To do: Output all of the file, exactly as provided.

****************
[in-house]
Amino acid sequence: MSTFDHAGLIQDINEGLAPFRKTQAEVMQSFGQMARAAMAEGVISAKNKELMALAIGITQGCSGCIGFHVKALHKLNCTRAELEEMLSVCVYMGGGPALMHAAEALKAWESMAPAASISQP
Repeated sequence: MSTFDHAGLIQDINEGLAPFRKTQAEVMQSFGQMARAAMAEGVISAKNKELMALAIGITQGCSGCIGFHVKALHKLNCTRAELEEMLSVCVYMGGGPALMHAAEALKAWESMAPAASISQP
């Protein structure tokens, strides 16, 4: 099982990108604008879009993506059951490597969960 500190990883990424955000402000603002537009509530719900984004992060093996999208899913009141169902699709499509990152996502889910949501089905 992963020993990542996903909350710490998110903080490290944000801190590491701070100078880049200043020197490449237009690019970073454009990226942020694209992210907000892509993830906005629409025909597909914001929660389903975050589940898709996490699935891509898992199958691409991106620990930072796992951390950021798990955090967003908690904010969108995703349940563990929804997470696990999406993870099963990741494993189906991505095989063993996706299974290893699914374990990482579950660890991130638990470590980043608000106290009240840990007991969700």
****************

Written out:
[in-house]
Amino acid sequence: MSTFDHAGLIQDINEGLAPFRKTQAEVMQSFGQMARAAMAEGVISAKNKELMALAIGITQGCSGCIGFHVKALHKLNCTRAELEEMLSVCVYMGGGPALMHAAEALKAWESMAPAASISQP
Repeated sequence: MSTFDHAGLIQDINEGLAPFRKTQAEVMQSFGQMARAAMAEGVISAKNKELMALAIGITQGCSGCIGFHVKALHKLNCTRAELEEMLSVCVYMGGGPALMHAAEALKAWESMAPAASISQP
């Protein structure tokens, strides 16, 4: 099982990108604008879009993506059951490597969960 500190990883990424955000402000603002537009509530719900984004992060093996999208899913009141169902699709499509990152996502889910949501089905 992963020993990542996903909350710490998110903080490290944000801190590491701070100078880049200043020197490449237009690019970073454009990226942020694209992210907000892509993830906005629409025909597909914001929660389903975050589940898709996490699935891509898992199958691409991106620990930072796992951390950021798990955090967003908690904010969108995703349940563990929804997470696990999406993870099963990741494993189906991505095989063993996706299974290893699914374990990482579950660890991130638990470590980043608000106290009240840990007991969700």